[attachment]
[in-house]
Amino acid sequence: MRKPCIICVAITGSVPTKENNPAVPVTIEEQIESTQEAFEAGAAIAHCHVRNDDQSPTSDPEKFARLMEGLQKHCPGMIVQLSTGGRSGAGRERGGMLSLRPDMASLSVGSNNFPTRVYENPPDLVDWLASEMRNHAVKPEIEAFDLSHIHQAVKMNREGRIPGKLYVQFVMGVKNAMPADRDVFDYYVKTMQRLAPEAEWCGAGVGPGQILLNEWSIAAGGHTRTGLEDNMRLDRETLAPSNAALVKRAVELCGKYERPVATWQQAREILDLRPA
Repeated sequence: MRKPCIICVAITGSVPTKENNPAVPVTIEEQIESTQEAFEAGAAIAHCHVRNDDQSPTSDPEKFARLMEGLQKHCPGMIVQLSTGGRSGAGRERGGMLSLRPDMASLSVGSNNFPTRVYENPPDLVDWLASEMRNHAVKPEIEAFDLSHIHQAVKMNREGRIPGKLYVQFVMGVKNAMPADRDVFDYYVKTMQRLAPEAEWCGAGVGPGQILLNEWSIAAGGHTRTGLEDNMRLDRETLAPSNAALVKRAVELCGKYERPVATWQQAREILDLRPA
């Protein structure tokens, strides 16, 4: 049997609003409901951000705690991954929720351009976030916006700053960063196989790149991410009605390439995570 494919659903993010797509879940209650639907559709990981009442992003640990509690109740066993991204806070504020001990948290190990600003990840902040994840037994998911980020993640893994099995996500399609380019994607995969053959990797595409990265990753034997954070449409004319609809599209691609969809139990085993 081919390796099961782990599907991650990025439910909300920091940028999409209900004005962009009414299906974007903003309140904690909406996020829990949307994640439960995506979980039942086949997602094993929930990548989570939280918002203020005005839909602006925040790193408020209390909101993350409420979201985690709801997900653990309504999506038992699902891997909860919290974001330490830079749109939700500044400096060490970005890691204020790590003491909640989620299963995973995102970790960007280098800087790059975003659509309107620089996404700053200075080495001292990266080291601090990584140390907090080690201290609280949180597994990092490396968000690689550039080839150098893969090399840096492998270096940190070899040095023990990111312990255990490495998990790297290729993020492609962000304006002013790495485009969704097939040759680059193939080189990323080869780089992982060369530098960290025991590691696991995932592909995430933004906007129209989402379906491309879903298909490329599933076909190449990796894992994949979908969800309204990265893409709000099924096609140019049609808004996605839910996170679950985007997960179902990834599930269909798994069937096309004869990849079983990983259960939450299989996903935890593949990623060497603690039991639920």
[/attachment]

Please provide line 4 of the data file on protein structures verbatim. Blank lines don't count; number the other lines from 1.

């Protein structure tokens, strides 16, 4: 049997609003409901951000705690991954929720351009976030916006700053960063196989790149991410009605390439995570 494919659903993010797509879940209650639907559709990981009442992003640990509690109740066993991204806070504020001990948290190990600003990840902040994840037994998911980020993640893994099995996500399609380019994607995969053959990797595409990265990753034997954070449409004319609809599209691609969809139990085993 081919390796099961782990599907991650990025439910909300920091940028999409209900004005962009009414299906974007903003309140904690909406996020829990949307994640439960995506979980039942086949997602094993929930990548989570939280918002203020005005839909602006925040790193408020209390909101993350409420979201985690709801997900653990309504999506038992699902891997909860919290974001330490830079749109939700500044400096060490970005890691204020790590003491909640989620299963995973995102970790960007280098800087790059975003659509309107620089996404700053200075080495001292990266080291601090990584140390907090080690201290609280949180597994990092490396968000690689550039080839150098893969090399840096492998270096940190070899040095023990990111312990255990490495998990790297290729993020492609962000304006002013790495485009969704097939040759680059193939080189990323080869780089992982060369530098960290025991590691696991995932592909995430933004906007129209989402379906491309879903298909490329599933076909190449990796894992994949979908969800309204990265893409709000099924096609140019049609808004996605839910996170679950985007997960179902990834599930269909798994069937096309004869990849079983990983259960939450299989996903935890593949990623060497603690039991639920």